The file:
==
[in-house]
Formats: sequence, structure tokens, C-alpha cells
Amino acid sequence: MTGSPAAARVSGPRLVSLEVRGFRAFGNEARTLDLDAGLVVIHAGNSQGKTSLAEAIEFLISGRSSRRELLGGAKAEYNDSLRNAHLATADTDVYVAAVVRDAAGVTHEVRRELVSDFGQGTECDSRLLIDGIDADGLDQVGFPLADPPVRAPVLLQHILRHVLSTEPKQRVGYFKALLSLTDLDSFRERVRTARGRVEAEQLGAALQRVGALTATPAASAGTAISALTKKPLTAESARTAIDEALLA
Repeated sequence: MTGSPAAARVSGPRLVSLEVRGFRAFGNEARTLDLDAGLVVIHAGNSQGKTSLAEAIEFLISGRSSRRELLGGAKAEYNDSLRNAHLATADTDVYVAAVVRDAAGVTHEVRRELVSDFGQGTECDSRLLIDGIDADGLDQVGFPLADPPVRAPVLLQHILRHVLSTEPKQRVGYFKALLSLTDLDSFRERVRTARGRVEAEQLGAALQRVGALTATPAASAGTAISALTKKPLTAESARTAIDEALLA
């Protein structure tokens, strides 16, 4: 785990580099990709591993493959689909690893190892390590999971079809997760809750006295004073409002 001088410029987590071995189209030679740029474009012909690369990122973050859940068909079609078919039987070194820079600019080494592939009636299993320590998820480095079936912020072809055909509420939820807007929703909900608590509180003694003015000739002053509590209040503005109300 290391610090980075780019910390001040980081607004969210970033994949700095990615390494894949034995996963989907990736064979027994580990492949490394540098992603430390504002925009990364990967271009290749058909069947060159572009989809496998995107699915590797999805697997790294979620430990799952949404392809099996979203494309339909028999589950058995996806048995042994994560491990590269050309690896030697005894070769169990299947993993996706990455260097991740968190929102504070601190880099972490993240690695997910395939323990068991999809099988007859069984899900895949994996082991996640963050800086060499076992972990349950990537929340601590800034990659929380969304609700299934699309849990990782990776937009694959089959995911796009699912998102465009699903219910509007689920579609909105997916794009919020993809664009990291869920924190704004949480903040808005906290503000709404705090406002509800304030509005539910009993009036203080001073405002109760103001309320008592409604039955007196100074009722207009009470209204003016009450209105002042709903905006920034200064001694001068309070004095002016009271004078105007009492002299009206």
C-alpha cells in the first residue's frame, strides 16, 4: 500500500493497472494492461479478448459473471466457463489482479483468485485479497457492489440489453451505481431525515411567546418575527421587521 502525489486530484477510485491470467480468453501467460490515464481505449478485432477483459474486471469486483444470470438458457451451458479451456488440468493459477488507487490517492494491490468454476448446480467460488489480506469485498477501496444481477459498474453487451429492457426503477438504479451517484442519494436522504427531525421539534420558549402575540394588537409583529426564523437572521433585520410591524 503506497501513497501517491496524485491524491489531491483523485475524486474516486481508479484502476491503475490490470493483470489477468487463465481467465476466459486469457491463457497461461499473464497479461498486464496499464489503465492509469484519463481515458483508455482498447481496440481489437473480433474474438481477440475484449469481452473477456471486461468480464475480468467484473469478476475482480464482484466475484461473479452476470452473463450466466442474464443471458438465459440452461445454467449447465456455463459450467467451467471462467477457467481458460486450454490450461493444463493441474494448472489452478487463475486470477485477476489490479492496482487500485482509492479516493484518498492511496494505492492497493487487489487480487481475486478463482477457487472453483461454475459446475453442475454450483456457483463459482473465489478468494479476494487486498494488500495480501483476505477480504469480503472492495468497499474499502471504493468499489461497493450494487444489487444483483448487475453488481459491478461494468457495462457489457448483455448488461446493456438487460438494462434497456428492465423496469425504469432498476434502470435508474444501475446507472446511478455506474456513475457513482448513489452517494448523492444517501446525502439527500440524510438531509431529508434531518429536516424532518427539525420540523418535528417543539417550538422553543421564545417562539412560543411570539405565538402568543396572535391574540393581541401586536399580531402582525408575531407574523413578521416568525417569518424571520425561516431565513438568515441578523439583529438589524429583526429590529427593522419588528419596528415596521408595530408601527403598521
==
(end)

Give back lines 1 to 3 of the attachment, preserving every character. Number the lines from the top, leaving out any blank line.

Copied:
[in-house]
Formats: sequence, structure tokens, C-alpha cells
Amino acid sequence: MTGSPAAARVSGPRLVSLEVRGFRAFGNEARTLDLDAGLVVIHAGNSQGKTSLAEAIEFLISGRSSRRELLGGAKAEYNDSLRNAHLATADTDVYVAAVVRDAAGVTHEVRRELVSDFGQGTECDSRLLIDGIDADGLDQVGFPLADPPVRAPVLLQHILRHVLSTEPKQRVGYFKALLSLTDLDSFRERVRTARGRVEAEQLGAALQRVGALTATPAASAGTAISALTKKPLTAESARTAIDEALLA